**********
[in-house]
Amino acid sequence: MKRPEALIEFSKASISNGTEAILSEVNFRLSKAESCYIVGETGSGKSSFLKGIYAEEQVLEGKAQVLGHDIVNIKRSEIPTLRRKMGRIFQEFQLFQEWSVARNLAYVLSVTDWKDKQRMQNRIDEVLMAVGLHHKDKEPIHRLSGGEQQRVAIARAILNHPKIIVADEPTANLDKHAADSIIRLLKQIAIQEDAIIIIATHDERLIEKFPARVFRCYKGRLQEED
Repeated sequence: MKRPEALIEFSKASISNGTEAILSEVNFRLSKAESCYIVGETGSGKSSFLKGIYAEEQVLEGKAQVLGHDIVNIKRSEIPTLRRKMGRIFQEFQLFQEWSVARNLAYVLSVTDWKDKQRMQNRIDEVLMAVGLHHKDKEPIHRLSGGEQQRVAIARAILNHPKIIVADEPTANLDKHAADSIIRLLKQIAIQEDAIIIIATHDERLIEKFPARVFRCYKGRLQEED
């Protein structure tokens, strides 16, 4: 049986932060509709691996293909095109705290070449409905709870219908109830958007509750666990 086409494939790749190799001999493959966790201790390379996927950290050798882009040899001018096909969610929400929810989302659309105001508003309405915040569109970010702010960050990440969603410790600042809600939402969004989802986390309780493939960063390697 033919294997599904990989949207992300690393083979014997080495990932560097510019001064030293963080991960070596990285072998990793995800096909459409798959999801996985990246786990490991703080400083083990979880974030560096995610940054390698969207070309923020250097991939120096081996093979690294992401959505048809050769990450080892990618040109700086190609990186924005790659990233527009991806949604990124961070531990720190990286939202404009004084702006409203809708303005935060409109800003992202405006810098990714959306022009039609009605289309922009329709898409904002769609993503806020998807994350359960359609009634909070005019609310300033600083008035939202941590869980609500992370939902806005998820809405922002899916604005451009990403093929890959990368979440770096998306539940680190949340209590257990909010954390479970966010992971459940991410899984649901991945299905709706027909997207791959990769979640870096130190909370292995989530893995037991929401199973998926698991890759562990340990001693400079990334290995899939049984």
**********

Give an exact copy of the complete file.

[in-house]
Amino acid sequence: MKRPEALIEFSKASISNGTEAILSEVNFRLSKAESCYIVGETGSGKSSFLKGIYAEEQVLEGKAQVLGHDIVNIKRSEIPTLRRKMGRIFQEFQLFQEWSVARNLAYVLSVTDWKDKQRMQNRIDEVLMAVGLHHKDKEPIHRLSGGEQQRVAIARAILNHPKIIVADEPTANLDKHAADSIIRLLKQIAIQEDAIIIIATHDERLIEKFPARVFRCYKGRLQEED
Repeated sequence: MKRPEALIEFSKASISNGTEAILSEVNFRLSKAESCYIVGETGSGKSSFLKGIYAEEQVLEGKAQVLGHDIVNIKRSEIPTLRRKMGRIFQEFQLFQEWSVARNLAYVLSVTDWKDKQRMQNRIDEVLMAVGLHHKDKEPIHRLSGGEQQRVAIARAILNHPKIIVADEPTANLDKHAADSIIRLLKQIAIQEDAIIIIATHDERLIEKFPARVFRCYKGRLQEED
């Protein structure tokens, strides 16, 4: 049986932060509709691996293909095109705290070449409905709870219908109830958007509750666990 086409494939790749190799001999493959966790201790390379996927950290050798882009040899001018096909969610929400929810989302659309105001508003309405915040569109970010702010960050990440969603410790600042809600939402969004989802986390309780493939960063390697 033919294997599904990989949207992300690393083979014997080495990932560097510019001064030293963080991960070596990285072998990793995800096909459409798959999801996985990246786990490991703080400083083990979880974030560096995610940054390698969207070309923020250097991939120096081996093979690294992401959505048809050769990450080892990618040109700086190609990186924005790659990233527009991806949604990124961070531990720190990286939202404009004084702006409203809708303005935060409109800003992202405006810098990714959306022009039609009605289309922009329709898409904002769609993503806020998807994350359960359609009634909070005019609310300033600083008035939202941590869980609500992370939902806005998820809405922002899916604005451009990403093929890959990368979440770096998306539940680190949340209590257990909010954390479970966010992971459940991410899984649901991945299905709706027909997207791959990769979640870096130190909370292995989530893995037991929401199973998926698991890759562990340990001693400079990334290995899939049984």